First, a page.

21 October 2011

Cybils Review: Hummingbirds: Facts and Folklore from the Americas

This striking book takes a very interesting approach to the subject of hummingbirds (which, incidentally, make up the second-largest group of birds in the Americas.) It combines factual information with folktales. And quilts! When I first held this book in my hand, I felt like I was looking at one of those trick pictures with two images. When you look at the picture above, what do you see first: the subject of the book or the fantastically crafted cover? Personal prerspective might dictate how a reader is initially drawn to this book, but in the end, the merger of fact and craft is an attractive one.

At the heart of this book, as the title suggests, is the mighty hummingbird. This tiny bird, which seems to defy logic, holds a fascination not just for author Jeanette Larson, but clearly intrigued and inspired several North and South American native cultures as well. Larson starts by presenting the scientific data. Size and physical characteristics, plumage, habitat, courtship--these are some of the subjects which introduce the hummingbird to the reader. Each factual chapter is followed by a pourquoi tale--a "why" tale--which is relevant to the initial discussion. "Vocalization" is followed by Why the Hummingbird Has No Song, a Navajo tale; "Migration" is followed by the Aztec Legend Why the Hummingbird Migrates to Mexico. The hummingbird is not always a hero, such as in Why the Hummingbird Drinks Nectar, a Hitchiti Tale from the southeastern United States that bears a resemblance to The Tortoise and the Hare. But whether hero or rogue, the diversity of folktales across the length and breadth of North and South America is a testament to the ubiquity of the bird.

How the Hummingbird Got Its Colors

Special mention needs to be made of the quilts created for the book by Adrienne Yorinks. Using a combination of spot illustrations--or should I say, 'spot quilts'--to break up the scientific text, and then double page spreads, like the one above, to provide a background to the folktales, she has crafted a unique-looking book. Even the quilts themselves, which incorporate acrylic paint, collage, and photo transfers look unlike any quilts I have ever seen. They are vibrant, and at times unexpected, much like the hummingbird itself. I love the fact, mentioned in Yorinks' Art Notes, that hummingbirds can "breed with other species of hummingbirds, creating one-of-a-kind hybrids." All part of the hummingbird mystique which writers and scientists have been trying to capture since the Nazca civilization.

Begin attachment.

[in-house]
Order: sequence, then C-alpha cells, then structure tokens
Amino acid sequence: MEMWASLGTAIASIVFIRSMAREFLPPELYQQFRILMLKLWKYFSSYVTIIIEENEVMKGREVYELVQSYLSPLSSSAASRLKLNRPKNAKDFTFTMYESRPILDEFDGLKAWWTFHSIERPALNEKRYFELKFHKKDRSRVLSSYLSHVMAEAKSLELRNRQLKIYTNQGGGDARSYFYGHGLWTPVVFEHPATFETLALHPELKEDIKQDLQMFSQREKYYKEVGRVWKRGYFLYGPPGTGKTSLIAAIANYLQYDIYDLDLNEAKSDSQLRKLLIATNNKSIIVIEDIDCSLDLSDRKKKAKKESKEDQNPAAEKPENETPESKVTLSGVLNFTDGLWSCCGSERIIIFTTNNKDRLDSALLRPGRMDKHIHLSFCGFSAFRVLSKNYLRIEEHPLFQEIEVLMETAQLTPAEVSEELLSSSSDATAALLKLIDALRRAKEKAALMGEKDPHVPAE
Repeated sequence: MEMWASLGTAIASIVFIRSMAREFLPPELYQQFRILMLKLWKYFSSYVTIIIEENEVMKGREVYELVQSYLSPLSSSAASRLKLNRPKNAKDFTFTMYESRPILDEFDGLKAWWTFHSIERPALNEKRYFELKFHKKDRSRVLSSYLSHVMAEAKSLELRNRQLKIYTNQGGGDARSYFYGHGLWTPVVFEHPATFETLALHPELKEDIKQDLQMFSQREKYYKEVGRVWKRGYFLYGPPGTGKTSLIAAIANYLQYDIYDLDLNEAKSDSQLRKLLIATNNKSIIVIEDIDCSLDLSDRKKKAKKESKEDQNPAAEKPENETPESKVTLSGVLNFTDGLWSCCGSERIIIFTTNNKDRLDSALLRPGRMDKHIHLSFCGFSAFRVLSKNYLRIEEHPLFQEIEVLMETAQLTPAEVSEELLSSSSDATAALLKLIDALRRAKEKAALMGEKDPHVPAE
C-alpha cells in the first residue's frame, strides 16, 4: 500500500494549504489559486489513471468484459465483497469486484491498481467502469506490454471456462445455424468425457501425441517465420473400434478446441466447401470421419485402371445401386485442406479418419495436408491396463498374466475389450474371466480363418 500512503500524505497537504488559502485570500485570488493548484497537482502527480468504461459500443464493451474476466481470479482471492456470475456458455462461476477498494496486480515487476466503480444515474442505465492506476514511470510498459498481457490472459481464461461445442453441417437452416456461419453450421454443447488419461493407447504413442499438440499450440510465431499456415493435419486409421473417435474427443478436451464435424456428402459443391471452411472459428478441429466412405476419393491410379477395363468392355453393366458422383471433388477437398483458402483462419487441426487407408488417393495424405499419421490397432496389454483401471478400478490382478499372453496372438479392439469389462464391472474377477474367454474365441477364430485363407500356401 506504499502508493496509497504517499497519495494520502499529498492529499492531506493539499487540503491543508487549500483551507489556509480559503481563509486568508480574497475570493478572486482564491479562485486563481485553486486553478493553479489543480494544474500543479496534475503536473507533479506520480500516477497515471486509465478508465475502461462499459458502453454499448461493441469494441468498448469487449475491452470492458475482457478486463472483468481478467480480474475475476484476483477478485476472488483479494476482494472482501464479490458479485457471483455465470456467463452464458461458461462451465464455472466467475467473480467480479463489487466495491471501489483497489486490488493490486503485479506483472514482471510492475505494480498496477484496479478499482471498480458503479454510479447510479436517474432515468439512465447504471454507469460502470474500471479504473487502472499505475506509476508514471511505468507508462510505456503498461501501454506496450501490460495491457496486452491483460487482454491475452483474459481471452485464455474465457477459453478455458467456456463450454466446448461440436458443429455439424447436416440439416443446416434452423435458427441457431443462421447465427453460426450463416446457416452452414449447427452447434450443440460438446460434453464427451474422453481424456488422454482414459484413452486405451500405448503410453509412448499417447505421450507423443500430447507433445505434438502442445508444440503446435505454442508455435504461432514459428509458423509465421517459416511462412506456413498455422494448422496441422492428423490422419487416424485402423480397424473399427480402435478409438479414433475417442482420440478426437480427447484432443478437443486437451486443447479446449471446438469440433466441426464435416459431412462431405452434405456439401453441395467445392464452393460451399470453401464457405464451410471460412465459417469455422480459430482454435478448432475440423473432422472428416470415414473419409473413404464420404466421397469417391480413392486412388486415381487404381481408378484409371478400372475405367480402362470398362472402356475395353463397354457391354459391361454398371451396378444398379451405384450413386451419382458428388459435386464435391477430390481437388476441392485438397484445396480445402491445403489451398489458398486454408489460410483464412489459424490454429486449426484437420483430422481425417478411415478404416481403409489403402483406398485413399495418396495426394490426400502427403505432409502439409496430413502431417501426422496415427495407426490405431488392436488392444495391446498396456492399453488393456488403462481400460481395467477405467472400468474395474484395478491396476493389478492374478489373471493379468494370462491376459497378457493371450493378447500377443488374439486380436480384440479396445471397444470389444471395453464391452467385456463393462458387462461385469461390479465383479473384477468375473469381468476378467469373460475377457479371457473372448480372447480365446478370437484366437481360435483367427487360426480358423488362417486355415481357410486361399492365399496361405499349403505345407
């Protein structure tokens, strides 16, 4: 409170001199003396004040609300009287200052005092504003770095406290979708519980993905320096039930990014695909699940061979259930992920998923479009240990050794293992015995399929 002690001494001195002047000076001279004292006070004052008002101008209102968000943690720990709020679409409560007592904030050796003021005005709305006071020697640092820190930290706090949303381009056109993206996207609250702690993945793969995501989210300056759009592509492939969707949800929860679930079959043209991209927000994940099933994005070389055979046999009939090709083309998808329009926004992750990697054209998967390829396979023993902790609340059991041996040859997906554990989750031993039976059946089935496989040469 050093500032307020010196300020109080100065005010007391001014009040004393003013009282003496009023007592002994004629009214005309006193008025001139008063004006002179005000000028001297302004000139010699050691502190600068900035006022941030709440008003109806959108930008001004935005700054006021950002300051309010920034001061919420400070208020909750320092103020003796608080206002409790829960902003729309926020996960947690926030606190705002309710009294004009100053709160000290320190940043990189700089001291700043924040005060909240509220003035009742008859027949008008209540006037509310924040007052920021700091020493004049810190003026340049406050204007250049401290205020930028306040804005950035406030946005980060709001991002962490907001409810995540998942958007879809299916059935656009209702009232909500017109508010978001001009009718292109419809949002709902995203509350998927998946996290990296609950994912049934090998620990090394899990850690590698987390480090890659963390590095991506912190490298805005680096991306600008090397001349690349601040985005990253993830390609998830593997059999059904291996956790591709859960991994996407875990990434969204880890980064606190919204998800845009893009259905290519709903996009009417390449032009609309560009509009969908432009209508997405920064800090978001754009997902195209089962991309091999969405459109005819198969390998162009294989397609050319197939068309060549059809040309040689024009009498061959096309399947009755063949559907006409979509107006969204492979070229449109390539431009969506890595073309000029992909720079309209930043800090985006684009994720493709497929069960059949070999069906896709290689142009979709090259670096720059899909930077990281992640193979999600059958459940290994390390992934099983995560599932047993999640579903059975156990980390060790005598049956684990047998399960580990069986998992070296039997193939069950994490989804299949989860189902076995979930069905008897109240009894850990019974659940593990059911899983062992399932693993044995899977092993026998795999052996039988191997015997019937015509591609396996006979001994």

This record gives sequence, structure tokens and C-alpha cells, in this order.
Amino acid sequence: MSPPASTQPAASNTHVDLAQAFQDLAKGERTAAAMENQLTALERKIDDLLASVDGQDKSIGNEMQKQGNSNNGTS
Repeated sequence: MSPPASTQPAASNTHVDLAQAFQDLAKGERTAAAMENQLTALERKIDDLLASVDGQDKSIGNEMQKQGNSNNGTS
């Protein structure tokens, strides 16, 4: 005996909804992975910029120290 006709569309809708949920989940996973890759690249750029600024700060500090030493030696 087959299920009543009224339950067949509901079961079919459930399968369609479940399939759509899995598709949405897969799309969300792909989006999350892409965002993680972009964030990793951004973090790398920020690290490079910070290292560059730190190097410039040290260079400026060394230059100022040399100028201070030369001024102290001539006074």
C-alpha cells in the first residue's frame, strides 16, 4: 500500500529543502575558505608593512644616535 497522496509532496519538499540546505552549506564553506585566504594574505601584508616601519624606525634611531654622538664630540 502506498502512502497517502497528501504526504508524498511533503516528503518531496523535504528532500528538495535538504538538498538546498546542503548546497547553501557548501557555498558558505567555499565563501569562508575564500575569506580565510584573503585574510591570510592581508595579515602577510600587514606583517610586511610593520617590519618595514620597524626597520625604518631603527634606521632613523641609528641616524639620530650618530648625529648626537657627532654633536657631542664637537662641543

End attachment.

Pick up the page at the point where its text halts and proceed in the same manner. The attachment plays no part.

Nazca Lines, in Peru, created as a quilt in this book

In her introduction, Larsen says, "To fully understand any subject, it's useful to gather knowledge about it through every discipline, whether factual resources or stories." By taking this approach she has written a book which will have appeal for researchers as well as readers of tales and hopefully cross pollinate interest between the two.

08 October 2011

Why do adults read children's books?

You know, sometimes a hat is just a hat.

This recent article from The Independent references Cambridge University academic Dr. Louise Joy, who puts forth the theory that adults read childrens literature to escape the stress and demands of adult living; that they yearn for a simpler way of life, like you would find in a childrens book. Must be because being a kid is so easy, right? Her forthcoming book, Literature's Children, focuses on The Wind in the Willows, Winnie the Pooh, and the works of Tolkein, Carroll and Dahl. Uhm....21st century anyone? By that sampling I think it would be fair to surmise that adults must read childrens books out of a yearning for anytime before 1950.

I think I'll overthrow self-consciousness and have a straightforward relationship now
I'm pretty sure the millions of adults (and I don't have an exact figure on hand, so humor me on this one) who have read The Hunger Games are not hankering after anything in that book. This is my theory: grown-ups read kids book because (wait for it......) they are good! They are enjoyable. They make you think, whether it is about home cooked meals (which according to this article is a staple of The Hobbit, yet not really what I remember the book for) or the morality of twenty-six teenagers slugging it out to the death. The best childrens books do what the best adult books do--they touch readers. No age requirement--or justification--required.

07 October 2011

Cybils Nominee: Can I See Your ID: True Stories of False Identities